It’s Narcissist Friday!
Sometimes narcissists are just plain mean. They say cruel things, things meant to sting. It isn’t enough that they don’t care what they say. In these situations it seems like they do care and they are trying to cause pain. Why are they so mean?
I thought about this as I wrote a response to an email I received recently. The behavior seems so counterproductive. If the narcissist needs people, why does he push them away? If he needs certain people who provide his “supply,” why does he try to hurt them?
If we think of narcissists as addicts and people (or what people provide) as supply/drug, then I think we will understand a lot about how narcissists treat people. Most drug addicts hate the drug. It has a physical hold on them and they must have it in order to get the high. The whole process of finding and buying and using the drug is a negative for most addicts. The only positive is the high.
Last week I said that the god of the narcissist is the image they present of themselves. Their highs come from affirmation of that image. Attention, respect, admiration—these are the highs of the narcissist. And what brings the high? People!
Narcissists need people, but they hate the fact that they need people. The ones they need the most are the ones that are hardest for them. They hate having to spend time or energy or money on the ones who are supposed to provide the high, just like a junkie hates having to come up with money all the time. Think about that. Which do you think the addict would get more pleasure from: the drug he has to work or steal to get or the drug that is given as a gift? The work lessens the high, especially when he has to think about more work in order to get the next high.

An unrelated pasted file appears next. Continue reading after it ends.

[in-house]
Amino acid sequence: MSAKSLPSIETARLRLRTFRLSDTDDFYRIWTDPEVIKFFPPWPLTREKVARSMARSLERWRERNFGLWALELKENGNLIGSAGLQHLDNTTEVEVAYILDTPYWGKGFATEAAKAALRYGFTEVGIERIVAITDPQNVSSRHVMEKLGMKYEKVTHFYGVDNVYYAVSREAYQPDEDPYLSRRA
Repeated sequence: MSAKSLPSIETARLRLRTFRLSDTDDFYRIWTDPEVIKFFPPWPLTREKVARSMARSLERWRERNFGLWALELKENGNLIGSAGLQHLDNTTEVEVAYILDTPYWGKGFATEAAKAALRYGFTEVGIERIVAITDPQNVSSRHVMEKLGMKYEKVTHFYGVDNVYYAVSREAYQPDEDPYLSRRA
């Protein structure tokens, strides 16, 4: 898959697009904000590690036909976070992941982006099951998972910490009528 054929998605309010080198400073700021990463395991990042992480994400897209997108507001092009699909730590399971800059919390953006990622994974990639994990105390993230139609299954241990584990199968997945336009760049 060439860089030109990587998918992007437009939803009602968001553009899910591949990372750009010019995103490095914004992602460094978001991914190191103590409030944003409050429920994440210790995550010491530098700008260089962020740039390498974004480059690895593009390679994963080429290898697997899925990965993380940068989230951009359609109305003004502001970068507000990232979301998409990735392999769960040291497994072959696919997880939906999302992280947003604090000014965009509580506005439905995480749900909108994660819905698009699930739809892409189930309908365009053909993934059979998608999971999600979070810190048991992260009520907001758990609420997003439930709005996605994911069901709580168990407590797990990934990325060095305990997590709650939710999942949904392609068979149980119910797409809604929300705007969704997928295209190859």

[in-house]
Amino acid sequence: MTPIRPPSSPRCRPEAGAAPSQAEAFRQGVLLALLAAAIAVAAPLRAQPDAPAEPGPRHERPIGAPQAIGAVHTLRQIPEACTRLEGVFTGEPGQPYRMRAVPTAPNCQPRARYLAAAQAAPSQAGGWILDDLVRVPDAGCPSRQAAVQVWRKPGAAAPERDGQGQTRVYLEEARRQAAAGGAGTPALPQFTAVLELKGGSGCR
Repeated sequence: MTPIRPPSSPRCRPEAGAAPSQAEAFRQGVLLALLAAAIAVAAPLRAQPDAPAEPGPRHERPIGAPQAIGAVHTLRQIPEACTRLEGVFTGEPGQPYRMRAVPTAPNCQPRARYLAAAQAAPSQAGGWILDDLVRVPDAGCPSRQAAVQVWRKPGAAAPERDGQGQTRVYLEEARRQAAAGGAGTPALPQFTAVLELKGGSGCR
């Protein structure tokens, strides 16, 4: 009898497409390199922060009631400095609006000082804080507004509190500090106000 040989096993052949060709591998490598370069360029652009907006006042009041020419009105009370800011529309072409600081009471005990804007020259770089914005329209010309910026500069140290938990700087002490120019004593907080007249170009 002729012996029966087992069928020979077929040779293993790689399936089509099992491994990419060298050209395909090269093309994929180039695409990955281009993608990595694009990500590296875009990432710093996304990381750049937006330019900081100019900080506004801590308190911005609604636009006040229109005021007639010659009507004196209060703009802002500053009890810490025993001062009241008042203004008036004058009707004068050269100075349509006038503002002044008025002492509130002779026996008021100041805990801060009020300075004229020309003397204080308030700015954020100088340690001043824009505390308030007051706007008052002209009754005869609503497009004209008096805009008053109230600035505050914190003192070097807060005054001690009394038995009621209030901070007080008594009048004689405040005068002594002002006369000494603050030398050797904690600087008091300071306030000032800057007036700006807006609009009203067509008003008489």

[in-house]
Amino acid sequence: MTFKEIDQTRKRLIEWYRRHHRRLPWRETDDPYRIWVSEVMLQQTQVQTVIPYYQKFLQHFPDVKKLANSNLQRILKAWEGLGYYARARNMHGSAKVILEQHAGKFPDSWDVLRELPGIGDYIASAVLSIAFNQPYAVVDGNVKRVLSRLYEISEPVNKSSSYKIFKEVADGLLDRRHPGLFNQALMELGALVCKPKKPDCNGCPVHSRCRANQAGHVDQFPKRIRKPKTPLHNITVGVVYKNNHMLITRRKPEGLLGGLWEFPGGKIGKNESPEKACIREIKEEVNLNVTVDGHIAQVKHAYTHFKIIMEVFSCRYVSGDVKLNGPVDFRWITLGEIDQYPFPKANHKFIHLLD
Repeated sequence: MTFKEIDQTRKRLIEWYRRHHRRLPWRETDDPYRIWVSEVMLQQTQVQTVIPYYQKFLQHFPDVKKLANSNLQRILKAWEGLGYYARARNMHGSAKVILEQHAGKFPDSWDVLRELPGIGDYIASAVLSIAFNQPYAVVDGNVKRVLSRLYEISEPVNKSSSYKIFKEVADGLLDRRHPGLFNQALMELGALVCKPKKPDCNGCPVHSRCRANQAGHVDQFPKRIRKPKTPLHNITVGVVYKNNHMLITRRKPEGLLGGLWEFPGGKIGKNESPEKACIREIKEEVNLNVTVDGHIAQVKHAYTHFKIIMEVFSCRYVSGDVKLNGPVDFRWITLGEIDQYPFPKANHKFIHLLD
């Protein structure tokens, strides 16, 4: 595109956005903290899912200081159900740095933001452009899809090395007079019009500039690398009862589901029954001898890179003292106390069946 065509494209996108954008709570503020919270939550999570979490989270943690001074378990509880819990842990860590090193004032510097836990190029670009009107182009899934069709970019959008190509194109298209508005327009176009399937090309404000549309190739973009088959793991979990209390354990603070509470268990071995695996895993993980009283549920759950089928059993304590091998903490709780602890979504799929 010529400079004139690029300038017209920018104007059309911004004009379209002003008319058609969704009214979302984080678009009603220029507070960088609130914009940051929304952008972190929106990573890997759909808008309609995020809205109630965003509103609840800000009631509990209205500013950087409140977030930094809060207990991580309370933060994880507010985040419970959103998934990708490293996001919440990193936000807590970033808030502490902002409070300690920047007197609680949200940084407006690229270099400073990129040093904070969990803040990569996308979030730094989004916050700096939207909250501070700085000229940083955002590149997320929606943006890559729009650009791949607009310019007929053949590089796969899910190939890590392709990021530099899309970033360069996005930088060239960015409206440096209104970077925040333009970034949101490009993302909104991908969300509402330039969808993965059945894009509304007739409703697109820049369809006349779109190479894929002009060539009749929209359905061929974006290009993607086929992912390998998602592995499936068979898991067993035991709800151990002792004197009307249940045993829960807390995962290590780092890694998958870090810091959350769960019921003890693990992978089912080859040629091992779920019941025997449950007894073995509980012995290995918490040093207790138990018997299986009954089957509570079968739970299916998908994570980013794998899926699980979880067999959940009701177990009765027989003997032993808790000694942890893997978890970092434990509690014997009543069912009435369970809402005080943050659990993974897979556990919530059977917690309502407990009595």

So some of his cruelty toward his wife or children or others has to do with how he feels about the cost of the relationship. He believes he should receive the admiration and service simply because the image is worth it. Purchased praise just doesn’t feel as good.
Another thing that happens commonly in almost all addictions is what we call “drug tolerance.” Eventually, the drug user needs more of the drug or a stronger drug to get his high. We know that narcissists often have serial relationships. The newness of the next relationship brings a slight difference to the high and the old one wasn’t feeling as good. Many victims have noted that their narcissist seems depressed, almost like the lull between the highs.
So what does a narcissist do when he has painted himself into a corner? He has put together a life that doesn’t allow him to leave his wife and family and he can’t find opportunity for a lover. Sometimes he can build sources of supply at work or in organizations, but sometimes he might have to change the flavor of the drug at home.
I suspect that there is a psychological increase in the high when it comes at a cost to the victim. If loyalty feels good normally, think of how good loyalty would feel if the victim had reason to hate you. If she was still loyal and still gave attention, even after you have been cruel, then she must really love you or be under your control. See how powerful the image is? It receives love and service even from those who have been hurt by it. If the abuser gets pleasure from his victim, this may be the explanation.